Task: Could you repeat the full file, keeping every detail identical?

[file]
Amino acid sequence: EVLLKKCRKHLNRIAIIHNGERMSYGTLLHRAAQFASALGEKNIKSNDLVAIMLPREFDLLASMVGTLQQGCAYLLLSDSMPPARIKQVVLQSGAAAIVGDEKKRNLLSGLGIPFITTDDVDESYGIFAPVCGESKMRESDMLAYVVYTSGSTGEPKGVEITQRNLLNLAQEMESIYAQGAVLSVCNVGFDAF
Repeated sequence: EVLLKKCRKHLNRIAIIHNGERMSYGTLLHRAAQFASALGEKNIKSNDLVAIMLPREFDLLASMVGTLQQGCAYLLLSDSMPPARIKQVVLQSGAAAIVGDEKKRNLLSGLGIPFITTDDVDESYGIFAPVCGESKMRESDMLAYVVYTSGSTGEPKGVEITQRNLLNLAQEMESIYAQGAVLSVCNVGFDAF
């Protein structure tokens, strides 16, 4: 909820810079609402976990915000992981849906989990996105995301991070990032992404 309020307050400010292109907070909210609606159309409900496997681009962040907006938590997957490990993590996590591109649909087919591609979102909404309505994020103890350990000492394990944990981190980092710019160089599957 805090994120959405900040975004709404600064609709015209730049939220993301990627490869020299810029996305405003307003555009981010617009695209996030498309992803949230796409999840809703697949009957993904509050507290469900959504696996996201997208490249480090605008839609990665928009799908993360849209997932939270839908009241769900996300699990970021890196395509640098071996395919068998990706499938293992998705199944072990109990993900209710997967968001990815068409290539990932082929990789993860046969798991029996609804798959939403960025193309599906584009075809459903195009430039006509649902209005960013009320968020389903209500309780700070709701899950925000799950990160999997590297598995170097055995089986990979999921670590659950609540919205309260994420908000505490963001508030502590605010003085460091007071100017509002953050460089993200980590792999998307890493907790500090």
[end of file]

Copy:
Amino acid sequence: EVLLKKCRKHLNRIAIIHNGERMSYGTLLHRAAQFASALGEKNIKSNDLVAIMLPREFDLLASMVGTLQQGCAYLLLSDSMPPARIKQVVLQSGAAAIVGDEKKRNLLSGLGIPFITTDDVDESYGIFAPVCGESKMRESDMLAYVVYTSGSTGEPKGVEITQRNLLNLAQEMESIYAQGAVLSVCNVGFDAF
Repeated sequence: EVLLKKCRKHLNRIAIIHNGERMSYGTLLHRAAQFASALGEKNIKSNDLVAIMLPREFDLLASMVGTLQQGCAYLLLSDSMPPARIKQVVLQSGAAAIVGDEKKRNLLSGLGIPFITTDDVDESYGIFAPVCGESKMRESDMLAYVVYTSGSTGEPKGVEITQRNLLNLAQEMESIYAQGAVLSVCNVGFDAF
């Protein structure tokens, strides 16, 4: 909820810079609402976990915000992981849906989990996105995301991070990032992404 309020307050400010292109907070909210609606159309409900496997681009962040907006938590997957490990993590996590591109649909087919591609979102909404309505994020103890350990000492394990944990981190980092710019160089599957 805090994120959405900040975004709404600064609709015209730049939220993301990627490869020299810029996305405003307003555009981010617009695209996030498309992803949230796409999840809703697949009957993904509050507290469900959504696996996201997208490249480090605008839609990665928009799908993360849209997932939270839908009241769900996300699990970021890196395509640098071996395919068998990706499938293992998705199944072990109990993900209710997967968001990815068409290539990932082929990789993860046969798991029996609804798959939403960025193309599906584009075809459903195009430039006509649902209005960013009320968020389903209500309780700070709701899950925000799950990160999997590297598995170097055995089986990979999921670590659950609540919205309260994420908000505490963001508030502590605010003085460091007071100017509002953050460089993200980590792999998307890493907790500090």